Literally, I’ve lost count how many times this has happened. It’s not uncommon in my first class for a particular unit to have a whole table to myself if I don’t know anyone in that class. It’s like people think they’re going to catch my disability or something? Yes, I’m in a wheelchair and I wear my ventilator mask, but I’m probably one of the most hard-working students and someone you would want in your group. Last semester was the funniest though (before we went all online because of COVID). In this particular classroom, there were 5 tables, 1 of which was incredibly low. People started coming in late and they decided to either squish onto a table that was already full or sit at the very low table rather than mine.
4.People talking to my support worker not me
Often, it’s random people doing this but it really is offensive as you’re assuming that the person in the wheelchair can’t understand you. News flash, if they’re at university they’re probably intelligent, we don’t just go there for fun! Once my sister was even stopped for the person to ask her support worker “What’s her name?”. This is just wrong on so many levels and probably an article topic for another time!
3.Support workers getting singled out in class in front of everyone
This one makes us laugh but it’s still not very appropriate. Just to give you some background context though, in my CAP Plan it mentions that I have a support worker with me at all times. This plan is then sent to my unit coordinators at the start of each semester and they’ll email it to my tutors. Well, clearly that didn’t happen one semester because the tutor asked the class to form groups and then asked my support worker, who was just sitting quietly in the corner not engaging in the class at all, why she wasn’t getting into a group. Twice my support worker had to say she was my support worker because the tutor didn’t seem to get it the first time.
2.Being a teachable moment for everyone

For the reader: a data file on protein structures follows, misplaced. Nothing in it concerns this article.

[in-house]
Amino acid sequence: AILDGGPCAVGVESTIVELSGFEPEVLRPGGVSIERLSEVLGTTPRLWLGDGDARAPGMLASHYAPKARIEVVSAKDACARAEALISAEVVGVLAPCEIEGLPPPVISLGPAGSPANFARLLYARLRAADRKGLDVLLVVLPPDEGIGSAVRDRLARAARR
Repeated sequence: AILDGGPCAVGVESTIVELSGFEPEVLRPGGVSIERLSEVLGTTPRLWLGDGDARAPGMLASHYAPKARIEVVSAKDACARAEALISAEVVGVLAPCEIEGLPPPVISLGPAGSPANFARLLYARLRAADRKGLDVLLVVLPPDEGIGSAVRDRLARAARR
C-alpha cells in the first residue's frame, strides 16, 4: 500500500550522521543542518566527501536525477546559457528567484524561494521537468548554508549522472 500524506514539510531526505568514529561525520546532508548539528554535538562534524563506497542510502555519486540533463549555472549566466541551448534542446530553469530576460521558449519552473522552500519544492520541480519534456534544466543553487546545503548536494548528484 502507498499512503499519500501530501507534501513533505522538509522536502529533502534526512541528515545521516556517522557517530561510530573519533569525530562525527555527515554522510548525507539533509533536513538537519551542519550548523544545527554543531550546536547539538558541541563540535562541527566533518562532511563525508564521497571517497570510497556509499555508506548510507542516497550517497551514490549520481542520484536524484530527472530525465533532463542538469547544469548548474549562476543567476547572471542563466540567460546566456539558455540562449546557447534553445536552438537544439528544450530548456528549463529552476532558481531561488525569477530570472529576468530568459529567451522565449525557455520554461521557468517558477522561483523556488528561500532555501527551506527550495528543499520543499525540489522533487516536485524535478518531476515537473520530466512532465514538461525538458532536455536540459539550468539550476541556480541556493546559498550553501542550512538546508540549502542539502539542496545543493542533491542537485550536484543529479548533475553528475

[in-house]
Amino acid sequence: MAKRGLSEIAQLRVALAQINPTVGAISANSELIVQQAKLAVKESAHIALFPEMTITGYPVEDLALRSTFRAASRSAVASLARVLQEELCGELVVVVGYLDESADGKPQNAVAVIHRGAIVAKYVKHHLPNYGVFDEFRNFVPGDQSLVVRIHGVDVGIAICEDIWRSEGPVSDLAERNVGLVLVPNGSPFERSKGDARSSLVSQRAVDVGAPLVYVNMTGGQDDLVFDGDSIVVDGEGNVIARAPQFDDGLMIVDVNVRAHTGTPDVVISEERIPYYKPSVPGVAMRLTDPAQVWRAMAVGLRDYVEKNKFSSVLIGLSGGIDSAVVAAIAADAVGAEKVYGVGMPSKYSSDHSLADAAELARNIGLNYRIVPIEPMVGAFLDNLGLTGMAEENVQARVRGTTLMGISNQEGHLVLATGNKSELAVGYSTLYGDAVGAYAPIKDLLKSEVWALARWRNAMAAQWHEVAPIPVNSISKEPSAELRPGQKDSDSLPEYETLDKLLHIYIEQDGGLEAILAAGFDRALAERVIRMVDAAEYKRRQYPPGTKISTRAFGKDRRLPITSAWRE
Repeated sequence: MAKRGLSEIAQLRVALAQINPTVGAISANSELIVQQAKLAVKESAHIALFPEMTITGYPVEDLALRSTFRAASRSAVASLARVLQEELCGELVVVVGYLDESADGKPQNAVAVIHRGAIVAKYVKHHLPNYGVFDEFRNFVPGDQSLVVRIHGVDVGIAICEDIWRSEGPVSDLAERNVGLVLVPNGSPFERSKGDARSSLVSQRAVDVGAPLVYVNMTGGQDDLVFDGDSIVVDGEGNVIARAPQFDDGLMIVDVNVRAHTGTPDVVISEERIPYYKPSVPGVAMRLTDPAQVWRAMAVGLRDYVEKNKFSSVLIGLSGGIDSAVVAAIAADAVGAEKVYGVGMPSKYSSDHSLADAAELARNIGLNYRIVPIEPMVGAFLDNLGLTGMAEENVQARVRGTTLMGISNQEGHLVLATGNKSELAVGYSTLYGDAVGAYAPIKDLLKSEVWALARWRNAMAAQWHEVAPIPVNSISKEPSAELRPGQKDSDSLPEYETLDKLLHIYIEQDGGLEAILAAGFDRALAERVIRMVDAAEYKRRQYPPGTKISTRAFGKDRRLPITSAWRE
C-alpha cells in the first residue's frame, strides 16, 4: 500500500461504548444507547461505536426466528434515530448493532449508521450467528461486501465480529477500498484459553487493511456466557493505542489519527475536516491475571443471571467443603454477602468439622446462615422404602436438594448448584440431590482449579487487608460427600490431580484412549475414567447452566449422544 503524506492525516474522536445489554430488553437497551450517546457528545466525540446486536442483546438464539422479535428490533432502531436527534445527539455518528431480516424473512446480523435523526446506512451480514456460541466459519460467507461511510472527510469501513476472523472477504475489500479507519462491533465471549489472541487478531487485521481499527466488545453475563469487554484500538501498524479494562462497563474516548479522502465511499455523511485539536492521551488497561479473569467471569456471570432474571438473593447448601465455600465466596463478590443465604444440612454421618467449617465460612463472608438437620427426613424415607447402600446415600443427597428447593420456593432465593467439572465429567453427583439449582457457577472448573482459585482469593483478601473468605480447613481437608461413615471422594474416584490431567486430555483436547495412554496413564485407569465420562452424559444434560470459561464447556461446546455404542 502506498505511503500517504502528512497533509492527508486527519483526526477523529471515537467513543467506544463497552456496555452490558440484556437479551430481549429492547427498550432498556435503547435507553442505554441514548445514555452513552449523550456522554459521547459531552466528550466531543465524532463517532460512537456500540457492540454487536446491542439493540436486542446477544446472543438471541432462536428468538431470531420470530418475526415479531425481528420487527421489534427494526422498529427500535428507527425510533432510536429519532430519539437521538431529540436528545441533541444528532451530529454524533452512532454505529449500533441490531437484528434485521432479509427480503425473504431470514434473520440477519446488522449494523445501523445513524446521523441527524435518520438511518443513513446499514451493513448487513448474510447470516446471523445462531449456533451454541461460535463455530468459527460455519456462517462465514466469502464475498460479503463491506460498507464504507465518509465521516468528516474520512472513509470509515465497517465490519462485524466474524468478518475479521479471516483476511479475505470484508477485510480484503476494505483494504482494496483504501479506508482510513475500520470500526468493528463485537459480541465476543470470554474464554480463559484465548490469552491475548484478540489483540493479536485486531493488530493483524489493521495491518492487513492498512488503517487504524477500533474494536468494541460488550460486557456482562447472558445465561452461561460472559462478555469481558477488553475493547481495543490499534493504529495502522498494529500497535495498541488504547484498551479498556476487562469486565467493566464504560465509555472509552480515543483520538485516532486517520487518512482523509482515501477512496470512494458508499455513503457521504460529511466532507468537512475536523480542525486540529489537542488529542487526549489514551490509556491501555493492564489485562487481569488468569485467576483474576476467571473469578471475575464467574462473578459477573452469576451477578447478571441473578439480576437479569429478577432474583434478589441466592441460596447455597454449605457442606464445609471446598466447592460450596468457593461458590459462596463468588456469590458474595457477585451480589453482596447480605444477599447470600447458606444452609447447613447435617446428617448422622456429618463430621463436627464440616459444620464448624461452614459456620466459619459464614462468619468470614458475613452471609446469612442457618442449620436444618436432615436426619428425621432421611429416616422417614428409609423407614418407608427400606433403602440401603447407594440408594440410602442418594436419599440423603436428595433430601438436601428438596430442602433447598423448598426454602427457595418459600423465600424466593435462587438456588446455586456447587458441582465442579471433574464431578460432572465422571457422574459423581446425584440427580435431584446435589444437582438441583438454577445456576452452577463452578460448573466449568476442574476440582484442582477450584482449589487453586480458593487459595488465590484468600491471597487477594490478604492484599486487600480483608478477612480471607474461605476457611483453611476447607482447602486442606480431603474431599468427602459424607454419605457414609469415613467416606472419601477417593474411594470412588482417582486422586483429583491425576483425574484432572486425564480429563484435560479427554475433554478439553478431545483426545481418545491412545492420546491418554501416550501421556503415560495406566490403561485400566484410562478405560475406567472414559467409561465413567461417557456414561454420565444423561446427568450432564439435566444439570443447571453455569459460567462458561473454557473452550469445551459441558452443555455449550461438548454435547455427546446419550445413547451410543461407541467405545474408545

Here those words “I’m not your inspiration” come up again! If someone with a disability is at university, we’re just trying to get our degree so we can get a job. Once group members thanked my sister for being part of their group, stating they’d never worked with a disabled person before and she’d now changed their views of disability. Seems like a nice thing to say but do you thank other people for people in your group because of their physical differences and now they’ve changed your views? No, I don’t think so. A similar thing happened at the end of a semester, when my sister’s tutor asked her if she could thank her in front of the class for turning up to the tutorials. My sister asked if she would be thanking everyone who turned up, but no, she only wanted to thank her. Going to university is not inspiring people! Top tip, if you wouldn’t say/ask that to an abled-bodied person, don’t say/ask that to someone with a physical disability.
1.People just don’t even thinking
This story absolutely takes the cake! Some people who’ve never been around someone with a disability simply don’t know how to react and common sense just seems to go out the window. Early in her degree, a tutor of a class pulled my sister’s support worker out on two separate occasions. Firstly, to ask how to communicate with her. Sure, if an alternative was stated in her CAP Plan it would be different but talking to us is just fine. Secondly, the tutor wanted to ask if my sister would be emotionally ok if he asked the class to stand up. I hate to break it to you, but we haven’t just realised that we’re different from everyone else and can’t stand.
So, as you can see, attending university certainly brings with it different experiences if you’re someone with a physical disability. Mostly it’s because people don’t know how to react to someone with a physical disability, but in reality, that’s a poor reflection on society and clearly children need to spend more time with people who are different from them so that they never think anything of it. So, if you’re at university, next time you’re in a class either as a student or teacher, just treat someone with a disability as you would anyone else; sit with them and talk to them, you’ll be surprised just how normally we are!